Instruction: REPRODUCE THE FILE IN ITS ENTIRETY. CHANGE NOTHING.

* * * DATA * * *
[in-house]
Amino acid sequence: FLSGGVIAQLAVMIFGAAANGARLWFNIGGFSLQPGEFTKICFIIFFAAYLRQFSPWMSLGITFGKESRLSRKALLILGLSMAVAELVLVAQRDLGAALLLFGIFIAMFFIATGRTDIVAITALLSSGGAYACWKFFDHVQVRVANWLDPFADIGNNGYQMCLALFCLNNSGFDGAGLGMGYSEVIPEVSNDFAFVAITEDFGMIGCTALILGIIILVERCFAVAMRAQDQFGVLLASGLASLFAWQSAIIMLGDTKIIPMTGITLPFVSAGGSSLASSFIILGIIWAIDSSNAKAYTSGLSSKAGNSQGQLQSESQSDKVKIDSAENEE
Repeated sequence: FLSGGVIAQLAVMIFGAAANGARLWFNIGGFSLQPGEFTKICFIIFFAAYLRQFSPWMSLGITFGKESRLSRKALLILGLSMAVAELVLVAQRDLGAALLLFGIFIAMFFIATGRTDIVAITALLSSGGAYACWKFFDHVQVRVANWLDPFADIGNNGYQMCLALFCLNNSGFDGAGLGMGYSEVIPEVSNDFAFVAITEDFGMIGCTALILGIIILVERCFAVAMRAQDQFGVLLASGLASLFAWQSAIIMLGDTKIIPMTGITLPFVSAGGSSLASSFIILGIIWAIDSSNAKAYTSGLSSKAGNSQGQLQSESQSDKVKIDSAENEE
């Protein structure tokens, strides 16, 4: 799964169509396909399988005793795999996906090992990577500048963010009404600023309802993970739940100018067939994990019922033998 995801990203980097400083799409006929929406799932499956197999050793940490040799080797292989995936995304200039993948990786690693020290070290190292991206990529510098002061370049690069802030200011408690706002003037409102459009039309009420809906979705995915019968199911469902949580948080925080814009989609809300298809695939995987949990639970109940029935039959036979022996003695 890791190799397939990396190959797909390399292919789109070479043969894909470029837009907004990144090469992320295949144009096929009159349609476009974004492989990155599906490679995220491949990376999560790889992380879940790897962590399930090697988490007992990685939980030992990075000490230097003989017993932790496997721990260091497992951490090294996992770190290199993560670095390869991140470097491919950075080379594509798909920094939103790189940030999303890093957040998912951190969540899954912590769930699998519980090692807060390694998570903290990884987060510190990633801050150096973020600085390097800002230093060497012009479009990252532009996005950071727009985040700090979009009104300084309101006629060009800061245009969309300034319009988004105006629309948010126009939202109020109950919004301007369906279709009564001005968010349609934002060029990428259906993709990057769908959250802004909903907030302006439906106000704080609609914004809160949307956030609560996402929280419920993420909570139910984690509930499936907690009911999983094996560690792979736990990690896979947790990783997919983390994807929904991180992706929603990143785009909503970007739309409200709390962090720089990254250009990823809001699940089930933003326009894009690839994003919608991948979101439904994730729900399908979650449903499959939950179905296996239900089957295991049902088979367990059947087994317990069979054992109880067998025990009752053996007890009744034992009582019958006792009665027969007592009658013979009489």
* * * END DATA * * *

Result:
[in-house]
Amino acid sequence: FLSGGVIAQLAVMIFGAAANGARLWFNIGGFSLQPGEFTKICFIIFFAAYLRQFSPWMSLGITFGKESRLSRKALLILGLSMAVAELVLVAQRDLGAALLLFGIFIAMFFIATGRTDIVAITALLSSGGAYACWKFFDHVQVRVANWLDPFADIGNNGYQMCLALFCLNNSGFDGAGLGMGYSEVIPEVSNDFAFVAITEDFGMIGCTALILGIIILVERCFAVAMRAQDQFGVLLASGLASLFAWQSAIIMLGDTKIIPMTGITLPFVSAGGSSLASSFIILGIIWAIDSSNAKAYTSGLSSKAGNSQGQLQSESQSDKVKIDSAENEE
Repeated sequence: FLSGGVIAQLAVMIFGAAANGARLWFNIGGFSLQPGEFTKICFIIFFAAYLRQFSPWMSLGITFGKESRLSRKALLILGLSMAVAELVLVAQRDLGAALLLFGIFIAMFFIATGRTDIVAITALLSSGGAYACWKFFDHVQVRVANWLDPFADIGNNGYQMCLALFCLNNSGFDGAGLGMGYSEVIPEVSNDFAFVAITEDFGMIGCTALILGIIILVERCFAVAMRAQDQFGVLLASGLASLFAWQSAIIMLGDTKIIPMTGITLPFVSAGGSSLASSFIILGIIWAIDSSNAKAYTSGLSSKAGNSQGQLQSESQSDKVKIDSAENEE
């Protein structure tokens, strides 16, 4: 799964169509396909399988005793795999996906090992990577500048963010009404600023309802993970739940100018067939994990019922033998 995801990203980097400083799409006929929406799932499956197999050793940490040799080797292989995936995304200039993948990786690693020290070290190292991206990529510098002061370049690069802030200011408690706002003037409102459009039309009420809906979705995915019968199911469902949580948080925080814009989609809300298809695939995987949990639970109940029935039959036979022996003695 890791190799397939990396190959797909390399292919789109070479043969894909470029837009907004990144090469992320295949144009096929009159349609476009974004492989990155599906490679995220491949990376999560790889992380879940790897962590399930090697988490007992990685939980030992990075000490230097003989017993932790496997721990260091497992951490090294996992770190290199993560670095390869991140470097491919950075080379594509798909920094939103790189940030999303890093957040998912951190969540899954912590769930699998519980090692807060390694998570903290990884987060510190990633801050150096973020600085390097800002230093060497012009479009990252532009996005950071727009985040700090979009009104300084309101006629060009800061245009969309300034319009988004105006629309948010126009939202109020109950919004301007369906279709009564001005968010349609934002060029990428259906993709990057769908959250802004909903907030302006439906106000704080609609914004809160949307956030609560996402929280419920993420909570139910984690509930499936907690009911999983094996560690792979736990990690896979947790990783997919983390994807929904991180992706929603990143785009909503970007739309409200709390962090720089990254250009990823809001699940089930933003326009894009690839994003919608991948979101439904994730729900399908979650449903499959939950179905296996239900089957295991049902088979367990059947087994317990069979054992109880067998025990009752053996007890009744034992009582019958006792009665027969007592009658013979009489």